We had a nice chat with Sean, whose passion and enthusiasm were evident with every word he spoke. And after tasting Gilbert’s 2005 Estate Syrah, we were hooked. In the next couple of weeks, we are going to try more of their wines — so look for more blog posts about Gilbert Cellars, along with some of our other favorites from “Sexy Syrah at Salty’s.”
Unfortunately, I was not able to attend either of these awesome Washington wine events after all. Did you go? What are your thoughts? What were your favorite wines and/or wineries? Did you meet any interesting winemakers? Other industry peeps? New friends?Â Did you get to wineries that aren’t usually open to the public? How were the appetizers at Passport wineries? (They were awesome at St. Nick’s wine weekend last December!)
Please share your thoughts and observations about Passport and/or Taste Washington with all my readers, since I wasn’t there! On the bright side, I am planning to attend Washington Wine Highway next month!
Woodhouse Family Cellars released their first Reserve Cab Franc recently and what a release it is! Winemaker Tom Campbell hit another one out of the ballpark! (Can you tell that it’s baseball season again?)
Tom is one of the original Washington state winemakers and uncle of Bijal Shah, the personable owner of Woodhouse Family Cellars. We’ve been fans of Tom’s Darighe, Tempranillo, Syrah and Merlot for a couple of years now.
A couple of weekends ago, we had a great evening at the packed Woodhouse wine club release party for the Reserve Cab Franc. The wine was flowing, along with many entertaining and informative stories from Tom and Bijal.
Shortly afterward, I was delighted to read a comment by Bob on a recent post in this blog. He decided to join the Woodhouse wine club “to take advantage of their Cab Franc.”
If you are a fan of Cab Franc, I recommend that you head to the tasting room at Woodhouse Family Cellars in Woodinville pronto!
We opened our bottle of JM Cellars 2005 Columbia Valley Cuvee with dinner on Friday night (WWD=wine with dinner) and wow, was it good. Of course, regular readers of the Write for Wine blog know that our favorite wine is Bordeaux-style blends (or Bordeaux reds themselves). And this Cuvee is a fine blend of 44% Merlot, 31% Cabernet Sauvignon, 13% Cab Franc, 6% Malbec and 6% Petite Verdot.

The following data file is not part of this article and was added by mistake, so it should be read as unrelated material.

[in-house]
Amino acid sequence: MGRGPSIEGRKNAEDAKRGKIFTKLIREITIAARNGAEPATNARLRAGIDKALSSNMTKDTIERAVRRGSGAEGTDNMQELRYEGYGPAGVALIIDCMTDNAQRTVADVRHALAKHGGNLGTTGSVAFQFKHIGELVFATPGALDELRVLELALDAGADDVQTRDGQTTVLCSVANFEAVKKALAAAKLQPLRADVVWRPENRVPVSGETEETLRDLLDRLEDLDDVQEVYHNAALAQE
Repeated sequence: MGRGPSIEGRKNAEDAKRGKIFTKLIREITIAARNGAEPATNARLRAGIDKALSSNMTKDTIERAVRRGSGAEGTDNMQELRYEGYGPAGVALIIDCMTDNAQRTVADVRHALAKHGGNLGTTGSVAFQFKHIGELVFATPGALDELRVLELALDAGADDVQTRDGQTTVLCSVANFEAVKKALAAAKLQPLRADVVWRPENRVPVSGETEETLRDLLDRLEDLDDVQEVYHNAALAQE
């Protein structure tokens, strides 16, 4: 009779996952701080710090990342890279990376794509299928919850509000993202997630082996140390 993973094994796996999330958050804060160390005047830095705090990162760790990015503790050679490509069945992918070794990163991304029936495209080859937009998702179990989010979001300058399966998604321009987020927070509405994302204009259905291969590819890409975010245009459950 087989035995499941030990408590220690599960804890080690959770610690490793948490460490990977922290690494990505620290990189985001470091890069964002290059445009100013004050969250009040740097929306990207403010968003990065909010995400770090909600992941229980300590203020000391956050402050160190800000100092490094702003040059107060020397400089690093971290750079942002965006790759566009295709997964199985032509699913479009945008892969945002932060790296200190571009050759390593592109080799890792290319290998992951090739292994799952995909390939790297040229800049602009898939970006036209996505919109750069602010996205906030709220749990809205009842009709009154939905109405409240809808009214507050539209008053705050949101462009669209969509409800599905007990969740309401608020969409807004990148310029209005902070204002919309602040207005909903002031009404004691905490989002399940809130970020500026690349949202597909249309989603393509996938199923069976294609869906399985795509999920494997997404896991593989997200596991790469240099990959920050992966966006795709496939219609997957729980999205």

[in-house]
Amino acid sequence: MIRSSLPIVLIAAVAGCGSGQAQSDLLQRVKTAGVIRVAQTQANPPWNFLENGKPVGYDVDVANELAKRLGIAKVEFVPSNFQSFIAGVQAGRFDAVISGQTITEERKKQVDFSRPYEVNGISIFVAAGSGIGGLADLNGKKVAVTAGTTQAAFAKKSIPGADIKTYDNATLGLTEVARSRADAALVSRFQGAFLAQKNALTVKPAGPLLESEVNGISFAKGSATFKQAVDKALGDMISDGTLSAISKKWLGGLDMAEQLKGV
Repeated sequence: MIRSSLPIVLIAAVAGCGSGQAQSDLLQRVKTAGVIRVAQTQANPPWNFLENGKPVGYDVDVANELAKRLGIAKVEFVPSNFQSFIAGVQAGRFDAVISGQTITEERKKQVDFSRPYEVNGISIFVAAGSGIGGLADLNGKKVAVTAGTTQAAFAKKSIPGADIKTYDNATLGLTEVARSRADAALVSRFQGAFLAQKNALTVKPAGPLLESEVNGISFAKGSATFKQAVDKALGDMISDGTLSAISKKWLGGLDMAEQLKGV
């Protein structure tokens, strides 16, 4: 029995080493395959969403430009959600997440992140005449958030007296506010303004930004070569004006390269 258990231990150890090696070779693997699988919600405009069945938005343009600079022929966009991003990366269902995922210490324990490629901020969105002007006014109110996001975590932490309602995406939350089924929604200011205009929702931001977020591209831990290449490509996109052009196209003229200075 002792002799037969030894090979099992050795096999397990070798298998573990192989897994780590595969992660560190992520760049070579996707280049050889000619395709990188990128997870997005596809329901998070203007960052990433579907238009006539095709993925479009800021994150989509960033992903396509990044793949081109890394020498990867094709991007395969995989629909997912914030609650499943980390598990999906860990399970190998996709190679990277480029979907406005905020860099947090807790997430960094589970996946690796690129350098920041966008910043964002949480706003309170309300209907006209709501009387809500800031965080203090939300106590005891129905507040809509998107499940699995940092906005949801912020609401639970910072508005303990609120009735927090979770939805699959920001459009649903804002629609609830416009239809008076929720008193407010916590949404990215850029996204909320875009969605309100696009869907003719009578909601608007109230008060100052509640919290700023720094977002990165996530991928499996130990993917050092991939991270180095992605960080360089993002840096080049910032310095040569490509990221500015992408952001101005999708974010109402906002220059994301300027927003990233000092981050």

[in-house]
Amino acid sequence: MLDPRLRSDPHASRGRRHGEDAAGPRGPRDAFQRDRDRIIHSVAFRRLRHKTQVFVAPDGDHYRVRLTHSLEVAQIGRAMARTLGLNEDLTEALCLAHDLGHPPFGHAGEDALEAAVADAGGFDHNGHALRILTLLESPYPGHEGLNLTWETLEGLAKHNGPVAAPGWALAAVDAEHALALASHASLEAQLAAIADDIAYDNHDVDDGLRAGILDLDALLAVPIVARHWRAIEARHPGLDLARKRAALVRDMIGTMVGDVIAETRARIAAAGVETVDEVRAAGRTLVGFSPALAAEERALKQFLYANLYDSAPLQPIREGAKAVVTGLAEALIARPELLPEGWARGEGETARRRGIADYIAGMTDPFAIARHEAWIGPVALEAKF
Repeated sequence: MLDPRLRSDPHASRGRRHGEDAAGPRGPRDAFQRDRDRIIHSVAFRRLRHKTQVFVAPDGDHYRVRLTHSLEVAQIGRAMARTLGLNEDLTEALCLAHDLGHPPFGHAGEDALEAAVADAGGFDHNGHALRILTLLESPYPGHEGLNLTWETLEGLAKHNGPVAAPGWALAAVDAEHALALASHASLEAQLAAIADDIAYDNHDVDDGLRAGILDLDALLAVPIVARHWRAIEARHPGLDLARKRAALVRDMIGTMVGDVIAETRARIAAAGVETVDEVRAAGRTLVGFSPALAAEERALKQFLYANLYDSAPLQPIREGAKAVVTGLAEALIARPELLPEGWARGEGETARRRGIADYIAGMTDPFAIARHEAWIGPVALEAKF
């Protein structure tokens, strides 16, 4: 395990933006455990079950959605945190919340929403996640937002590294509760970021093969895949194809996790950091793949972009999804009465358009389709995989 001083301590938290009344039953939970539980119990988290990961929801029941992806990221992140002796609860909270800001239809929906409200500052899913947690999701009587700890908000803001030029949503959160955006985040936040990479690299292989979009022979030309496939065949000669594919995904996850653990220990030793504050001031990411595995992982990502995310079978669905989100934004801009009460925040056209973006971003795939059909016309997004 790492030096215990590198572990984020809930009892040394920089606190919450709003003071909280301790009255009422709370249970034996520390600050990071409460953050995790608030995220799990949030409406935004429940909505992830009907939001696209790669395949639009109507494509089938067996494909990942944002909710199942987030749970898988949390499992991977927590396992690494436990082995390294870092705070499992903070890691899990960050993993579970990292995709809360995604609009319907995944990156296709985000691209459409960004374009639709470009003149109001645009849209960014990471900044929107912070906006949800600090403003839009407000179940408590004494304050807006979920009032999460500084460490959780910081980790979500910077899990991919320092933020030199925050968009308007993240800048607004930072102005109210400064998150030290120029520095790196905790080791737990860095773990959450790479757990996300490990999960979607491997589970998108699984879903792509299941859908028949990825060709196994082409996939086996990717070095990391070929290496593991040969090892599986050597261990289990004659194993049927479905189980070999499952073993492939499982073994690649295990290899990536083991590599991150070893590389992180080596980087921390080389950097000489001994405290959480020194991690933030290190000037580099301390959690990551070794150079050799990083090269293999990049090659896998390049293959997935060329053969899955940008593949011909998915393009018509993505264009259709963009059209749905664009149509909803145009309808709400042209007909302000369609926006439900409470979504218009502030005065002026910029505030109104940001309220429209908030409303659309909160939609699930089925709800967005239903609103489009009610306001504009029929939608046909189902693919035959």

We had the Cuvee with Chicken Provolone for dinner. It’s not something that I would have specifically paired at all. But we started the meal with a wee bit of sharp cheese and it was marvellous. And being a Friday night, we were too tired to open a different bottle. And guess what? The Cuvee went well with chicken too.
We will definitely be buying another bottle or two the next time we visit JM’s tasting room in Woodinville.
Don’t forget that Taste Washington will be rocking Qwest Field this weekend! For full details, you can check my earlier posts:
We’re really looking forward to seeing Cave B Estate Winery at Sagecliffe this weekend. It will be our first visit to — according to the Web site — “a place where you can experience all that the land has to offer. Where the arts are celebrated and the imagination sparked. A place where you can share a glass of wine with the winemaker, savor gourmet cuisine, be moved by music.”
Cave B is located at the Columbia River and 1-90’s entry to Washington wine country. We’re attending a meeting there, but there will also be time for wine tasting and barrel tasting, too! We’re not sure which wines will be open for tasting, but we’re hoping to try Cave B’s Bordeaux-style blend, Cuvee du Soleil and the Syrah.
I expect to write more when we return. Cheers!
We had a great wine weekend recently, but my computer crashed in a big way, so I haven’t been able to write about the details. I will start to blog again as soon as I can get caught up on another computer.
Briefly, we started out at a release party at Mark Ryan Winery, stopped by Alexandria Nicole and Di Stefano and wound up the evening at an amazing party at Woodhouse Family Cellars.
I’m looking forward to writing about some awesome reds! Until then …